If you’ve been blogging for a period of time, you’ve probably kept at it because you enjoy it. You’re passionate about your subject, have a strong desire to write about it, and find joy in communicating with like-minded people. Maybe you’ve blocked out time in your schedule for writing your posts, responding to comments, and catching up on friends’ blogs. In short, blogging has become part of your routine, and it’s impossible to imagine your life without it.
That is, until something happens in your offline life, and you have to put your blogging on hold.
Image courtesy of My VividLife
(Look for this week’s #ThursdayThoughtfulness questions after the jump.)
I’ve been thinking about compassion lately. It’s impossible not to, with everything that’s going on in our world. Terrorist attacks, increased racial tensions, insensitivity toward other minority groups, and the most vitriolic U.S. presidential election I can remember (notice the timing of this post, fellow Americans?)… From a social perspective, 2016 has been a bleak year, and I’m deeply worried about where we as a society are heading.
But let’s not discuss politics. Instead, let’s focus on a topic that I think many of us will agree on: the power of compassion in literature. By compassion, I mean moments when characters show kindness, mercy, and similar qualities. These actions can draw us closer to those characters, move us to tears, and make those stories all the more memorable. And during these turbulent times in our world, finding – and writing – stories that demonstrate compassion may be more important than ever.
Chronicling The Craft is a series where I share my experience with working on my YA fantasy novel THE KEEPER’S CURSE, which is now in its third draft. These articles alternate between a) progress updates and fun “TKC-related” content, and b) revising / editing tips. Today’s post is the tips-oriented post to celebrate 60% completion of Draft #3.
No writer (or anyone pursuing their dreams) is immune to the monsters of doubt. At any time during our process, we might lose faith in our story, our characters, even our own abilities. And when we do, the effects can cripple us, sometimes to the point of giving up.
It’s a tough subject to broach. I’ve hit the wall a few times myself, but I’ve rarely written about it. But I should write about it. In fact, all writers should. Not only does it make us feel less alone in our struggles, but it allows us to find or share ways of managing any doubts or anxieties we have about our craft.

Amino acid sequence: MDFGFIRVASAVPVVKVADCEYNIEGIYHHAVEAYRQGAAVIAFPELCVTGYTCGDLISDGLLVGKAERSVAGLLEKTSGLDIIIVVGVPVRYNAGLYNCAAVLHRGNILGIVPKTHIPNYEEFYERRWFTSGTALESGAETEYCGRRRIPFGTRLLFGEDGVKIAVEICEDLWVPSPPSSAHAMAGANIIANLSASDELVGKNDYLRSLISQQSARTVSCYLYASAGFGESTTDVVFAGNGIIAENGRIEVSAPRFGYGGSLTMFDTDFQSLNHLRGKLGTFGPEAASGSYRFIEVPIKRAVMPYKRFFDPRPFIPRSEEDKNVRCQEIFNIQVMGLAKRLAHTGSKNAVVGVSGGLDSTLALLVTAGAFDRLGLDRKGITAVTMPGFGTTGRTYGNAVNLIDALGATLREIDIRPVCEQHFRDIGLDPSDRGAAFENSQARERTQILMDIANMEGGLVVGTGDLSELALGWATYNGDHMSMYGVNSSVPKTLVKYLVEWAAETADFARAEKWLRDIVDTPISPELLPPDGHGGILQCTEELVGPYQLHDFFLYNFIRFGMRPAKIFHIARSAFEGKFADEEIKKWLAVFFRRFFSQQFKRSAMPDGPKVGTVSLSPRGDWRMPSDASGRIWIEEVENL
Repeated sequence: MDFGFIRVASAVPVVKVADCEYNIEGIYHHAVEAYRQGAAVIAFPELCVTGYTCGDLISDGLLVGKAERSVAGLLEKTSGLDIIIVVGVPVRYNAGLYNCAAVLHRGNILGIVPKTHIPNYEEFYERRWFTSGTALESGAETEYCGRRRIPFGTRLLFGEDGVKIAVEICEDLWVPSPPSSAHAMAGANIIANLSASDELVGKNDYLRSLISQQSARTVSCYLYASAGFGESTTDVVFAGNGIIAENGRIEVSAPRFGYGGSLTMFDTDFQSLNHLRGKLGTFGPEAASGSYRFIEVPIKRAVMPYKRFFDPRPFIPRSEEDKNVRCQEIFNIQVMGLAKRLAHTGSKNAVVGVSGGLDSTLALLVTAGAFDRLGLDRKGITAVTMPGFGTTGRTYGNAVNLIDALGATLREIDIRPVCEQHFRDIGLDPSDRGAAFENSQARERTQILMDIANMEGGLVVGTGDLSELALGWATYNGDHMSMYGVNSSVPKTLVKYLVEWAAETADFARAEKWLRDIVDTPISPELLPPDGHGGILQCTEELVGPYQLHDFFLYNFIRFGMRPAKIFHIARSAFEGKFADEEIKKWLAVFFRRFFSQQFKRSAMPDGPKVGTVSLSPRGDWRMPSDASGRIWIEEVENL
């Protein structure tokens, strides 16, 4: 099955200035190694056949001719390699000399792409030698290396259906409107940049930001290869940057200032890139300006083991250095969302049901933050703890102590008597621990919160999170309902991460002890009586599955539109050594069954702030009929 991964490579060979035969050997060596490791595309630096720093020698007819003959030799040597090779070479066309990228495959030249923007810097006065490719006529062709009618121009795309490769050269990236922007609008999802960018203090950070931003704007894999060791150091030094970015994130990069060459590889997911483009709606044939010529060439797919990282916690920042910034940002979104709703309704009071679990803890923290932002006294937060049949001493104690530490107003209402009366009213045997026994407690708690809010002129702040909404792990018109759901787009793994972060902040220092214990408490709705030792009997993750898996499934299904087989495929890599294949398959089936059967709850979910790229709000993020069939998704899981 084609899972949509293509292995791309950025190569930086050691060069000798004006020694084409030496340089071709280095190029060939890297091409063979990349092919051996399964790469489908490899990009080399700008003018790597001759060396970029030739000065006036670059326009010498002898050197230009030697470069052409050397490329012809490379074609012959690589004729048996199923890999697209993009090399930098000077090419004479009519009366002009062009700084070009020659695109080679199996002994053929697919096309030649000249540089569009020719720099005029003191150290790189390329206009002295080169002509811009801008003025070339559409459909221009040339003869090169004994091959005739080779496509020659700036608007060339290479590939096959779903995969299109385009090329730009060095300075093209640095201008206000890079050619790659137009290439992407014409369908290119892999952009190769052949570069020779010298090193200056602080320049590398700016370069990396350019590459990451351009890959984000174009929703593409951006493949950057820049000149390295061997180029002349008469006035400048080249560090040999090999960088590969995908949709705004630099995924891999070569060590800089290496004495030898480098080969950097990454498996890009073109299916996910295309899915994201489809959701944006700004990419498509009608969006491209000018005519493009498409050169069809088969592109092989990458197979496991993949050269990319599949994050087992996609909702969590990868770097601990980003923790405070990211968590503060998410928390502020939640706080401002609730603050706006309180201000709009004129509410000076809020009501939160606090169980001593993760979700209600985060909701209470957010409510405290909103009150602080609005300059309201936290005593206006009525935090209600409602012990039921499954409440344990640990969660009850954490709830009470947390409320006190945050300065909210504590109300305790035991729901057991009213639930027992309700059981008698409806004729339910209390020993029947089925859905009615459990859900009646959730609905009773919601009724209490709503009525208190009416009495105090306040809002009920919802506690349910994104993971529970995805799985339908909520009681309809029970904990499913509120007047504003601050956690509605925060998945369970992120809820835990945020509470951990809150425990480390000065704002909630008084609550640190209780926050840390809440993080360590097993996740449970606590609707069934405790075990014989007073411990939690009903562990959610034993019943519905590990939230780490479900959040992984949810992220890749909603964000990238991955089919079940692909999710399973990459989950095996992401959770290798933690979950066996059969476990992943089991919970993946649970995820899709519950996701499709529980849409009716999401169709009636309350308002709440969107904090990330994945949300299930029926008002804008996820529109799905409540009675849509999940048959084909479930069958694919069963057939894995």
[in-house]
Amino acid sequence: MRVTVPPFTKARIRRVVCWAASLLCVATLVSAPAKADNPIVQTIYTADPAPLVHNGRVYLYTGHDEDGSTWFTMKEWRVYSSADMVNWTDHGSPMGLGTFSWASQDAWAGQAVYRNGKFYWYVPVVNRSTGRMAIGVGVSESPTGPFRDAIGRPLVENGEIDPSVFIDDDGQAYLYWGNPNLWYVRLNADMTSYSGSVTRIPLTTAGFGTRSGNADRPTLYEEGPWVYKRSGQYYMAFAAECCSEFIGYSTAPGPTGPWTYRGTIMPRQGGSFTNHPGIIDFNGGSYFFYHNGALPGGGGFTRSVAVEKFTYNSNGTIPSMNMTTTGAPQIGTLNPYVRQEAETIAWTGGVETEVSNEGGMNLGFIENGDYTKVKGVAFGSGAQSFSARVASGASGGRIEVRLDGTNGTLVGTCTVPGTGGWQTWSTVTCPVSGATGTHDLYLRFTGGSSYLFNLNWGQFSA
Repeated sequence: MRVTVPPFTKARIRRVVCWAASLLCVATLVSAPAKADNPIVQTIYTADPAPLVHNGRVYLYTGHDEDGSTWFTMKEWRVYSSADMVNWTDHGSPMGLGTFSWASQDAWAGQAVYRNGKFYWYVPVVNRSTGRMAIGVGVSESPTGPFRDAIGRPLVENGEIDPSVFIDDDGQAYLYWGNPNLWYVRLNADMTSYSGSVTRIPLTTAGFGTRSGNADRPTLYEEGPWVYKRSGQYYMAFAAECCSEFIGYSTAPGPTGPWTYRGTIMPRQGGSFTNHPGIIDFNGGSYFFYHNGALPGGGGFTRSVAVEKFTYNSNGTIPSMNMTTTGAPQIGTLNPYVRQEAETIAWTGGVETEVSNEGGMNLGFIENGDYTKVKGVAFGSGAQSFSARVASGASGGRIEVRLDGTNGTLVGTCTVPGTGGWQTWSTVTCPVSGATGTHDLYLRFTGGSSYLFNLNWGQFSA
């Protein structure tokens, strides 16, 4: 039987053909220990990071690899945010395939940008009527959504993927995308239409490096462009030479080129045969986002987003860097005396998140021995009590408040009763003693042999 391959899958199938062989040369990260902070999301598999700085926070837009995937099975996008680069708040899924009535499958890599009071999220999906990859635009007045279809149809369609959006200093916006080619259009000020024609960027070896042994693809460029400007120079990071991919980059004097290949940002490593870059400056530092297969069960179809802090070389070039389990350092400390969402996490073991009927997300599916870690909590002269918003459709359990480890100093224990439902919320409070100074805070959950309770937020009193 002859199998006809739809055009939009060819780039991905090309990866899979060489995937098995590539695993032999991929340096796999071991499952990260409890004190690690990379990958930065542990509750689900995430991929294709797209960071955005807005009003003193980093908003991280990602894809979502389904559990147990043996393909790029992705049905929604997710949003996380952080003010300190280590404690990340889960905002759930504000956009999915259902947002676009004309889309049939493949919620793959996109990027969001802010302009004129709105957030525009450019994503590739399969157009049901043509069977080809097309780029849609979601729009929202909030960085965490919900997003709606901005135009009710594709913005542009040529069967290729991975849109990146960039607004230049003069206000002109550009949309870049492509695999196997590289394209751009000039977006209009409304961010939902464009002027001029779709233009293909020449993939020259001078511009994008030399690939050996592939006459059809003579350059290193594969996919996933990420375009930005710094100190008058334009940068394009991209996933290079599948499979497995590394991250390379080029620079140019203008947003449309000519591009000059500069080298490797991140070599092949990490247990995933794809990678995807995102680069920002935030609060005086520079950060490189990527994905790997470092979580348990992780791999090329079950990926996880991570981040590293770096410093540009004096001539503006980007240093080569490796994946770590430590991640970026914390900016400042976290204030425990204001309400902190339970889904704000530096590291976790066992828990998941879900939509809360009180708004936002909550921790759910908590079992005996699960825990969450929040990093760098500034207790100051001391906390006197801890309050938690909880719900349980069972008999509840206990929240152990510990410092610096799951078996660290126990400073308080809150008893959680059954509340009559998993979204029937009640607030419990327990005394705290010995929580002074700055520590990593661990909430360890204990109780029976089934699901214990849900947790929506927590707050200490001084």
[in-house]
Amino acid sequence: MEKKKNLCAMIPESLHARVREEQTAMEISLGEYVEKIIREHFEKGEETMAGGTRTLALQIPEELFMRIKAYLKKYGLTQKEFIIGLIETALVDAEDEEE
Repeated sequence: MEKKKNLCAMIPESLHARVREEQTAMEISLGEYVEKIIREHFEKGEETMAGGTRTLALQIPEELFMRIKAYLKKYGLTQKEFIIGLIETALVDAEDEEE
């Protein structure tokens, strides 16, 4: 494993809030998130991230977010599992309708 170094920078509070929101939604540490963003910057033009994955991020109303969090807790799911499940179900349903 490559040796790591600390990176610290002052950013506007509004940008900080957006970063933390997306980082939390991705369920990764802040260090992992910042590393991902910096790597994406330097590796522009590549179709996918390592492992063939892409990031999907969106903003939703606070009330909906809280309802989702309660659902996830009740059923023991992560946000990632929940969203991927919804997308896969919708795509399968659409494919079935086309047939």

For today’s Chronicle, I’ll share one of my recent struggles with doubt while editing my WIP. I’ll also reveal my personal method for dealing with those fears, and how some of my writing friends manage theirs. Perhaps some of these tips might work for you. Or, maybe you already have your own ways of bouncing back. The point is to encourage and motivate one another to keep doing this crazy thing we love called writing. I hope this post will accomplish that for you.
Chronicling The Craft is a series where I share my experience with working on my YA fantasy novel THE KEEPER’S CURSE, which is now in its third draft. These articles alternate between a) progress updates and fun “TKC-related” content, and b) revising / editing tips. Today’s post is the tips-oriented post to celebrate 40% completion of Draft #3.
One of the biggest challenges with Draft #3 hasn’t been craft- or story-related. Rather, it’s process-related. Certain life changes made my previous writing schedule unsustainable, so I needed to rethink how to approach the editing process and devote adequate time and effort to my story. And when you’re used to having a particular schedule, altering it for creativity’s sake can be an overwhelming and eye-opening experience.
So, today’s Chronicle focuses on the “writer’s life” side of things. I’ll offer tips on adjusting your writing routine in response to life changes. I’ll also explain why writers should practice acceptance and patience when altering their routines, and why it’s essential for us to take care of ourselves as we do so. Our sanity and well-being are just as important as our craft, right?